Malacañang on Tuesday said it will not allow unreasonable increases in the prices of basic commodities as the government activated its surveillance system against traders and groups that may be causing an artificial shortage of these products.
Presidential Communications Secretary Herminio Coloma Jr. said the government does not tolerate hoarding of food products that may affect their price and supply to the detriment of consumers.
He added that those engaged in hoarding and other unfair trade practices will be held accountable.
“Government is exerting all efforts to ensure stable supply of rice, garlic and ginger. Surveillance is being carried out to discourage hoarding and other practices that could lead to artificial shortage,” Coloma said in a news conference.
He noted that the National Price Coordinating Council led by Trade Secretary Gregory Domingo is closely monitoring price movements.
“While presently there are no suggested retail prices [SRPs] for these commodities, the council may prescribe indicative prices, if needed,” according to Coloma.
The Palace official said the government must address the food supply situation because “stable supply is the best deterrent to artificial shortage and unusual spike in prices.”
He also noted that rolling stores have already been deployed to sell food items.
Based on a report from the National Food Authority (NFA), Coloma acknowledged that the price of rice has increased.
“The National Food Authority is monitoring the price movement of rice. The latest increase is due to market forces associated with the low supply season. They expect the prices to stabilize when the harvest season stars in the next two months,” he said.
“On the prices of ginger and garlic, the Department of Agriculture and Department of Trade and Industry are monitoring the prices because there are suggested retail prices. We will not allow the prices to be excessive or unreasonable,” Coloma added.
But the Kilusang Magbubukid ng Pilipinas (KMP) also on Tuesday said consumers should “rise and protest” the Aquino administration’s incompetence in regulating rice prices.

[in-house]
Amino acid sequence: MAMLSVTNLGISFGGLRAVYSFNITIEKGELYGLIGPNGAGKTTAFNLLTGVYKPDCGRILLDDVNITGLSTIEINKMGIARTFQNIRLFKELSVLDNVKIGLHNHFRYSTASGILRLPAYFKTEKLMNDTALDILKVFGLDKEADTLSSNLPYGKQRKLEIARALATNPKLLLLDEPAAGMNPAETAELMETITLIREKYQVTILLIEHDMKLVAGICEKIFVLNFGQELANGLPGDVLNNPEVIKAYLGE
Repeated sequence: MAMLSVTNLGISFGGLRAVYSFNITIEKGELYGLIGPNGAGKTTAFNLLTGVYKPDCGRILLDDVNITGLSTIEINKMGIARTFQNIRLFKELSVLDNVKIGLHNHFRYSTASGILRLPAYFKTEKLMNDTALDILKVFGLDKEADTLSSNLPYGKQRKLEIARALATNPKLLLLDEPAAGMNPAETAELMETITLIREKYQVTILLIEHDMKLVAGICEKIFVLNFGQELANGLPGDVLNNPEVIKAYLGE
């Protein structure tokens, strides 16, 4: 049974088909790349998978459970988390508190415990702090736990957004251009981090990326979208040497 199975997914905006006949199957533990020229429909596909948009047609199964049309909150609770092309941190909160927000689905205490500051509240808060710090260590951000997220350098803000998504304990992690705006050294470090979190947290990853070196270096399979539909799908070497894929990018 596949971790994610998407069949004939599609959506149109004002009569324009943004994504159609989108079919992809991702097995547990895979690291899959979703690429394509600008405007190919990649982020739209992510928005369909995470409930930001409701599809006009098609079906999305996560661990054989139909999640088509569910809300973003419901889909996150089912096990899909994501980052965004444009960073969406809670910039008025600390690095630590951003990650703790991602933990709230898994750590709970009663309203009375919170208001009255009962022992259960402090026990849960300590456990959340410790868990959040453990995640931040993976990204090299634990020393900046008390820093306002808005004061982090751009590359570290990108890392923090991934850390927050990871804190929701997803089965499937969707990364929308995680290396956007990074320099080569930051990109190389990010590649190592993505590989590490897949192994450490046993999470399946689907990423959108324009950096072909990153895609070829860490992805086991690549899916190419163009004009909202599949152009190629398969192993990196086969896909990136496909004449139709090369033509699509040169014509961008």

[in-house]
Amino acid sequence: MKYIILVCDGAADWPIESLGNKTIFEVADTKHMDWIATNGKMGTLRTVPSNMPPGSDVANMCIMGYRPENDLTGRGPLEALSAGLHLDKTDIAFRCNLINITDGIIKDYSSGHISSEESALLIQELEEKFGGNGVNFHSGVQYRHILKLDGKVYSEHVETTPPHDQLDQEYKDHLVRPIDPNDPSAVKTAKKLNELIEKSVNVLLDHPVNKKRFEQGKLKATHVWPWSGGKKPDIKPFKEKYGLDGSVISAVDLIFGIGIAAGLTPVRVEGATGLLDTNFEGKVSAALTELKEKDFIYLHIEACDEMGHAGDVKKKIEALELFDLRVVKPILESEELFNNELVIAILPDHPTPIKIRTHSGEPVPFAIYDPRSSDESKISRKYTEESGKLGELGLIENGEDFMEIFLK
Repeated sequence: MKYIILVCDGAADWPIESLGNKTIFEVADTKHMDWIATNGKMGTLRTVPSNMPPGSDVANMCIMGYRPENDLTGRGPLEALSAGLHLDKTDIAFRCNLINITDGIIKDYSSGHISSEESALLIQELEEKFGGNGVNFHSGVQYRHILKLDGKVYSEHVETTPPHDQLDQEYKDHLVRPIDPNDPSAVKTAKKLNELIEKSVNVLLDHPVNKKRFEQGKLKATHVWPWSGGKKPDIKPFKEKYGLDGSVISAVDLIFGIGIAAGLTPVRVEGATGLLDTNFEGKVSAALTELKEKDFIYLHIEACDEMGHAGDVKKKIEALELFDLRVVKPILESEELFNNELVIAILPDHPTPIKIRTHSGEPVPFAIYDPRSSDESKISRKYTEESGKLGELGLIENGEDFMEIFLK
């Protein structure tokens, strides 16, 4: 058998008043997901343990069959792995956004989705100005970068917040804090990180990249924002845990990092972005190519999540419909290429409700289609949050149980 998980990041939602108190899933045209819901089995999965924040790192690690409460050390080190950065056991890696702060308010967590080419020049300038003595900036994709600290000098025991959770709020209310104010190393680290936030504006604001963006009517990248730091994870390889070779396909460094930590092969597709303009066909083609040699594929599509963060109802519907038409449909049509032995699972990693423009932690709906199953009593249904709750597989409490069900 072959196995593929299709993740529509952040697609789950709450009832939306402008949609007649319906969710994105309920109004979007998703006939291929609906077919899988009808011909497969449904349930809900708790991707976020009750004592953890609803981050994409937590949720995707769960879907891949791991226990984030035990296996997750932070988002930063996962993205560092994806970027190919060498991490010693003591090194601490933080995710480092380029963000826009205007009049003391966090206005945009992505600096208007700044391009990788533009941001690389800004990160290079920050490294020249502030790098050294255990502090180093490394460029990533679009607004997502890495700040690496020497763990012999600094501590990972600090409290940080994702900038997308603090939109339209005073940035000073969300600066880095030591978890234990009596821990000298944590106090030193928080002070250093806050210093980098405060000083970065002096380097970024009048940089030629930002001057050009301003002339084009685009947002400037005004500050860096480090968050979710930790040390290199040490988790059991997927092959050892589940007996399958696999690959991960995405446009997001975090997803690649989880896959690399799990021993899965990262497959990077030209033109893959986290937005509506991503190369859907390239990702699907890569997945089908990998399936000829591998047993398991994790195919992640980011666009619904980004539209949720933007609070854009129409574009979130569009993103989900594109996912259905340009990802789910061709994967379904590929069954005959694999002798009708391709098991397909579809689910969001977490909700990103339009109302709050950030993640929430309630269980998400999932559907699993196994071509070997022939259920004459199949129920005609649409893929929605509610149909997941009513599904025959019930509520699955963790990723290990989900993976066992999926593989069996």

“The continuing increase in rice prices is Malacañang’s own making. It is a result of the Aquino government’s anti-people policy of rice importation and trade liberalization, the government’s lack of regulation and control on prices, its coddling of rice cartels and smugglers and lack of subsidy to rice farmers, among others,” Rafael Mariano, the group’s chairman, said.
“We call on the people to hold Aquino mainly responsible for the skyrocketing prices of rice. The people have all the reasons to rise up and protest against Aquino’s ineptitude,” he noted.
Mariano urged consumers to join street marches and protests to be held by farmers next week “to demand, among others, a halt to rice importation, the abolition of rice cartels, genuine land reform and Aquino’s ouster.”
The KMP said there is no truth to media reports that high palay (unhusked rice) prices triggered the successive increases in rice prices.
It added that in the provinces of Isabela and Quirino, the buying price for “newly harvested or wet palay” is pegged at P17-P18 per kilo while prices of dry palay are pegged at P20 to P22 per kilo. In Bicol, the price of wet palay is P18.50 per kilo.
“Malacañang’s spin-doctors should stop blaming rice farmers in their failure to address rice price increases. The average P17 per kilo of palay at the farmgate completely belie claims that high palay prices triggered rice price hikes,” Mariano said.